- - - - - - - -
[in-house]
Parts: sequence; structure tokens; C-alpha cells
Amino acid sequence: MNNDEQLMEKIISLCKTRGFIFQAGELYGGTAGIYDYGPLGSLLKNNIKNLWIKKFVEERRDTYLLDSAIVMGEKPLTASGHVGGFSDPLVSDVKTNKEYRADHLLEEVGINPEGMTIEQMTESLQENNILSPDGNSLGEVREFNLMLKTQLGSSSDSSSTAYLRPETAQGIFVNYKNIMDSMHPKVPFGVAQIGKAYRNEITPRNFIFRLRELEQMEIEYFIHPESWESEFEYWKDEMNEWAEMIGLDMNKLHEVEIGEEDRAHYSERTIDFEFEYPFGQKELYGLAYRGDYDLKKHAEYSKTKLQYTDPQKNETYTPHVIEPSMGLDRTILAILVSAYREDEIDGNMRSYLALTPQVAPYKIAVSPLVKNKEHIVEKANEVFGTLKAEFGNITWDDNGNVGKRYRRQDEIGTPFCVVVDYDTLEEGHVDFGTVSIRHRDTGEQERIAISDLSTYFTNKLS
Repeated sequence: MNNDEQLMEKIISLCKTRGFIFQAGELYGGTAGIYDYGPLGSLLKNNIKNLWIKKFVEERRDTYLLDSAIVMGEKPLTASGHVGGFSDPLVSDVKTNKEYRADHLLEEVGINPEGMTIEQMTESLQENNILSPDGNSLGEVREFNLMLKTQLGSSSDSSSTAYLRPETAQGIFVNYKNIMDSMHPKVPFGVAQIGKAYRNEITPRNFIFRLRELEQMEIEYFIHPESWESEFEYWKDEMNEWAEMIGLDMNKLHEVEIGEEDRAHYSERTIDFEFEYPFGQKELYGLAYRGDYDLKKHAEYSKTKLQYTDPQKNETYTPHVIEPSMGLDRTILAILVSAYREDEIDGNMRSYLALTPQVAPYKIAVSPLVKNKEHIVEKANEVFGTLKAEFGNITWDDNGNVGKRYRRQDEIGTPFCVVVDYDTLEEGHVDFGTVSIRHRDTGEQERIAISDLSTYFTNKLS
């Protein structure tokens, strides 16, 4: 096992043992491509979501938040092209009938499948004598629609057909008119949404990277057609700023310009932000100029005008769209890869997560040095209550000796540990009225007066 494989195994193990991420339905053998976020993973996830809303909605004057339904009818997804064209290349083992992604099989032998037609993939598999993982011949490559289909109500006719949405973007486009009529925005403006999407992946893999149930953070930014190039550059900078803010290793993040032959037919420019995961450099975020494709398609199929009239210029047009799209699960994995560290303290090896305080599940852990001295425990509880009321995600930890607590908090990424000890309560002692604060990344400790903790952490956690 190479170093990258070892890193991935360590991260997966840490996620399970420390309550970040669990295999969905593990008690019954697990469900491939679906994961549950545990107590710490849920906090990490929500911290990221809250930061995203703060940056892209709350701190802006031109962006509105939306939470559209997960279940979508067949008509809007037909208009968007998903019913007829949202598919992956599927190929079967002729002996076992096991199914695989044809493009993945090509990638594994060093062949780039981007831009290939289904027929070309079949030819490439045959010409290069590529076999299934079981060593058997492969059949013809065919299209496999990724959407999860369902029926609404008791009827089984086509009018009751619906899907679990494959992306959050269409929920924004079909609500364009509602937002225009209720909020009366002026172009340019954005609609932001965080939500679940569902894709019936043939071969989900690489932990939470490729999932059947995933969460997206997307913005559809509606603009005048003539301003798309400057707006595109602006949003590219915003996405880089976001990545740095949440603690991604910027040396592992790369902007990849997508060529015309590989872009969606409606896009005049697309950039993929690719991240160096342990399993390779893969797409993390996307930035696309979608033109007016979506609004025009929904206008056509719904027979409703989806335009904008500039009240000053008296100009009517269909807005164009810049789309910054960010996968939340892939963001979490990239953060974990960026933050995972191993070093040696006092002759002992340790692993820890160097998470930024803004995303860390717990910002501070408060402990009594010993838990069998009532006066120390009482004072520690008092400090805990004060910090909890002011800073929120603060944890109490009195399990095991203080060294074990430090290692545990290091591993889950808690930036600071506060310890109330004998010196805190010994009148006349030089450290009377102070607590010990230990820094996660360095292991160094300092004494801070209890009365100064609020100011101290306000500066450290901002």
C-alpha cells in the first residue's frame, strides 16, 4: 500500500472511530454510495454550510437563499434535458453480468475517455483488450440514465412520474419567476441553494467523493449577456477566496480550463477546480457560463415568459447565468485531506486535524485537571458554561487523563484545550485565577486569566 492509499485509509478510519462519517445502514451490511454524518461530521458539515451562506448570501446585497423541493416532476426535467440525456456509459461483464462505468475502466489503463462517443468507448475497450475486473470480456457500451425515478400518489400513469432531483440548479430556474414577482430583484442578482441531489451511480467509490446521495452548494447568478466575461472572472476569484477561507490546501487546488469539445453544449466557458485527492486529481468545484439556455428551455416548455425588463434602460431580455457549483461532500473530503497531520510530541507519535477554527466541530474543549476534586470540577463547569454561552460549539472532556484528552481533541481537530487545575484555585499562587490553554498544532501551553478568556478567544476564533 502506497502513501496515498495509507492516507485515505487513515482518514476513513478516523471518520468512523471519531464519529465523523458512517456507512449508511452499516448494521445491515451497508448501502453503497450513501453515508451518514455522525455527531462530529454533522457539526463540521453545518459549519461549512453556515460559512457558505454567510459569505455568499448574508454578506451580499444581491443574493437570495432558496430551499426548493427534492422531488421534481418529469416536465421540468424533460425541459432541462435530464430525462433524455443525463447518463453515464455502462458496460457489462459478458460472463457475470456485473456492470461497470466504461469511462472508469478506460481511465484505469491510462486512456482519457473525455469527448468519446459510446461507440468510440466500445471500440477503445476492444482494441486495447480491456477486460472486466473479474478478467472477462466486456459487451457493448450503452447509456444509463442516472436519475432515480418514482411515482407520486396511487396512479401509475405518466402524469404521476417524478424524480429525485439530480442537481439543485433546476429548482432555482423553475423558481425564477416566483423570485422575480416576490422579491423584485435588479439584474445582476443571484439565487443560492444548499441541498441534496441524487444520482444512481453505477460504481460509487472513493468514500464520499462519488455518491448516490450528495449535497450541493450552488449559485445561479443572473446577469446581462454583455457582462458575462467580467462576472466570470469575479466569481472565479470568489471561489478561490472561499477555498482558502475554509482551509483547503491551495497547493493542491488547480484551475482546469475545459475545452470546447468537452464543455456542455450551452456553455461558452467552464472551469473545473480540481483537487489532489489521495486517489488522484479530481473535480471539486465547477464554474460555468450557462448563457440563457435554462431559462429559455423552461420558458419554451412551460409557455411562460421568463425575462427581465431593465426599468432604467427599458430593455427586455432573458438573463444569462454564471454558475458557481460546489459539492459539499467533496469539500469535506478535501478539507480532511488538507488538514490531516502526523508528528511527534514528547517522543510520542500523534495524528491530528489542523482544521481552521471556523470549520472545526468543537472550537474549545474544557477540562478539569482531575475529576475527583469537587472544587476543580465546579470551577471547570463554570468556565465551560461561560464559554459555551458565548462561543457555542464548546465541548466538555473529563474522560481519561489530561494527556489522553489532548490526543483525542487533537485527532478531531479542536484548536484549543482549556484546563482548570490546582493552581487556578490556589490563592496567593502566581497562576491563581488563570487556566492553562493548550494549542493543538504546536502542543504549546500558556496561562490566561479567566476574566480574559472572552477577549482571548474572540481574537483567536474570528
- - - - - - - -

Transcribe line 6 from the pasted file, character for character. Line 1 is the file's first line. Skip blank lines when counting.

C-alpha cells in the first residue's frame, strides 16, 4: 500500500472511530454510495454550510437563499434535458453480468475517455483488450440514465412520474419567476441553494467523493449577456477566496480550463477546480457560463415568459447565468485531506486535524485537571458554561487523563484545550485565577486569566 492509499485509509478510519462519517445502514451490511454524518461530521458539515451562506448570501446585497423541493416532476426535467440525456456509459461483464462505468475502466489503463462517443468507448475497450475486473470480456457500451425515478400518489400513469432531483440548479430556474414577482430583484442578482441531489451511480467509490446521495452548494447568478466575461472572472476569484477561507490546501487546488469539445453544449466557458485527492486529481468545484439556455428551455416548455425588463434602460431580455457549483461532500473530503497531520510530541507519535477554527466541530474543549476534586470540577463547569454561552460549539472532556484528552481533541481537530487545575484555585499562587490553554498544532501551553478568556478567544476564533 502506497502513501496515498495509507492516507485515505487513515482518514476513513478516523471518520468512523471519531464519529465523523458512517456507512449508511452499516448494521445491515451497508448501502453503497450513501453515508451518514455522525455527531462530529454533522457539526463540521453545518459549519461549512453556515460559512457558505454567510459569505455568499448574508454578506451580499444581491443574493437570495432558496430551499426548493427534492422531488421534481418529469416536465421540468424533460425541459432541462435530464430525462433524455443525463447518463453515464455502462458496460457489462459478458460472463457475470456485473456492470461497470466504461469511462472508469478506460481511465484505469491510462486512456482519457473525455469527448468519446459510446461507440468510440466500445471500440477503445476492444482494441486495447480491456477486460472486466473479474478478467472477462466486456459487451457493448450503452447509456444509463442516472436519475432515480418514482411515482407520486396511487396512479401509475405518466402524469404521476417524478424524480429525485439530480442537481439543485433546476429548482432555482423553475423558481425564477416566483423570485422575480416576490422579491423584485435588479439584474445582476443571484439565487443560492444548499441541498441534496441524487444520482444512481453505477460504481460509487472513493468514500464520499462519488455518491448516490450528495449535497450541493450552488449559485445561479443572473446577469446581462454583455457582462458575462467580467462576472466570470469575479466569481472565479470568489471561489478561490472561499477555498482558502475554509482551509483547503491551495497547493493542491488547480484551475482546469475545459475545452470546447468537452464543455456542455450551452456553455461558452467552464472551469473545473480540481483537487489532489489521495486517489488522484479530481473535480471539486465547477464554474460555468450557462448563457440563457435554462431559462429559455423552461420558458419554451412551460409557455411562460421568463425575462427581465431593465426599468432604467427599458430593455427586455432573458438573463444569462454564471454558475458557481460546489459539492459539499467533496469539500469535506478535501478539507480532511488538507488538514490531516502526523508528528511527534514528547517522543510520542500523534495524528491530528489542523482544521481552521471556523470549520472545526468543537472550537474549545474544557477540562478539569482531575475529576475527583469537587472544587476543580465546579470551577471547570463554570468556565465551560461561560464559554459555551458565548462561543457555542464548546465541548466538555473529563474522560481519561489530561494527556489522553489532548490526543483525542487533537485527532478531531479542536484548536484549543482549556484546563482548570490546582493552581487556578490556589490563592496567593502566581497562576491563581488563570487556566492553562493548550494549542493543538504546536502542543504549546500558556496561562490566561479567566476574566480574559472572552477577549482571548474572540481574537483567536474570528